As we have already seen, the advent of quantum mechanics in the 1920s brought in its train fundamental equations describing molecules which could not be solved exactly. The chemists and physicists who faced this situation in the early days of quantum mechanics developed semi-empirical models. They interpreted the situation in quite different ways (see Hendry 2003). Linus Pauling saw quantum chemistry as a synthesis of quantum mechanics and autonomous structural insights provided by chemistry. John Clarke Slater, who was, with Pauling, one of the founders of the valence- bond method for constructing semi-empirical models of bonding, saw that method instead as something that stood proxy for the exact equations which Dirac had recognised to be “much too complicated to be soluble”. On this view, quantum chemistry should be much less autonomous, with every explanatory step justified as one that could also be made in the exact theory. The problem is that these strictures have only rarely ever been met. The explanatory and predictive successes of quantum mechanics in chemistry, including the novel predictions provided by the Woodward-Hoffmann rules (see Brush 1999) were achieved through simplified models which neglected the quantum-mechanical character of parts of the molecules whose behaviour they predicted, assuming them instead to be classical. Quantum chemistry seems more like Pauling’s synthesis than Slater’s reduction.

All this motivates the following argument, which I have heard in different forms from chemists, physicists and philosophers. The chemical bond is a theoretical figment. It was useful in the 1860s and remains useful now, for predictive and heuristic purposes. But bonds are not real. Quantum mechanics, which provides the best description of the world at the atomic level, has shown the structural theories of the 1860s to be at best naive portrayals of molecular reality.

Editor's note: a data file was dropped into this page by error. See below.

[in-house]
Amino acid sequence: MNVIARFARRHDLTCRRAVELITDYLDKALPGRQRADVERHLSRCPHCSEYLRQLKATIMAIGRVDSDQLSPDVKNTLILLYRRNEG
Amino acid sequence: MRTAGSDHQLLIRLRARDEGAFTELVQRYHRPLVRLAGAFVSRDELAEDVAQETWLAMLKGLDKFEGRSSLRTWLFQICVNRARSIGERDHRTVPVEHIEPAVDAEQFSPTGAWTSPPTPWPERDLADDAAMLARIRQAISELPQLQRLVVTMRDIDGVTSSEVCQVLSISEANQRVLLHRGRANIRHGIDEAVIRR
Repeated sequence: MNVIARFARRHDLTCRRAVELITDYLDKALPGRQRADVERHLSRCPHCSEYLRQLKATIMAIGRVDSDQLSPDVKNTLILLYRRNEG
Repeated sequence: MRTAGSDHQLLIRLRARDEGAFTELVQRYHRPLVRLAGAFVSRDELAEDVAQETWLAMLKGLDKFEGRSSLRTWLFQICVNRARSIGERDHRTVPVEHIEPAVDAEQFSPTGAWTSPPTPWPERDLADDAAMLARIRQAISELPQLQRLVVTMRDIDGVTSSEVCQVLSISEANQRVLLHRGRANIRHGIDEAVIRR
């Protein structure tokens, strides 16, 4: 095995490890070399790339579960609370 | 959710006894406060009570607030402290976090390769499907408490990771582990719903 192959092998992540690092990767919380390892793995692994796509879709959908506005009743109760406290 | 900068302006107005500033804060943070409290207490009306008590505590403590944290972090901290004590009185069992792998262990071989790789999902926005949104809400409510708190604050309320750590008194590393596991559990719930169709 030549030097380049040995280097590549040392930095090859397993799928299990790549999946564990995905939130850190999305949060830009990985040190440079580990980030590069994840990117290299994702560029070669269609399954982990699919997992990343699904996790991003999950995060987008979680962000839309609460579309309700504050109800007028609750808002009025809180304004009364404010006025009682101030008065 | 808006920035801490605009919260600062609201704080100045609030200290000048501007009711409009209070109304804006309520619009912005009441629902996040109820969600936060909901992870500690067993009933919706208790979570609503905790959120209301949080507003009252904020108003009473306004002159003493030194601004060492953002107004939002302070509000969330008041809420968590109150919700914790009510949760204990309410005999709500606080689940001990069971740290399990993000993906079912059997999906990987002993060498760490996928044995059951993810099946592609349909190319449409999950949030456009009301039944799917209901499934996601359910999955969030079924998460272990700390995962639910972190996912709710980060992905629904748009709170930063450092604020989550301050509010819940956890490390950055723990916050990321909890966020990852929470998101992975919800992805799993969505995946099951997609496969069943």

I do not find this argument convincing, and more generally I am at a loss to understand why philosophers and scientists alike are so ready to approach the results of the special sciences in a spirit of ontological nonseriousness, yet the craziest ideas from physics are taken much more seriously.10 The argument for instrumentalism about molecular structure can be resisted in a number of different ways. Firstly, structural theory has been around for a very long time—some sixty years longer than non-relativistic quantum mechanics—and its development has been cumulative: the theory itself, and the structures assigned to substances within it, have been retained or extended, our understanding of them deepened by the interaction with physics. I cite two scientific authorities in support of this claim. In a systematic presentation of his views on structure and bonding, Lewis said that

No generalization of science, even if we include those capable of exact mathematical statement, has ever achieved a greater success in assembling in simple form a multitude of heterogeneous observations than this group of ideas which we call structural theory.

(Lewis 1923: 20-21)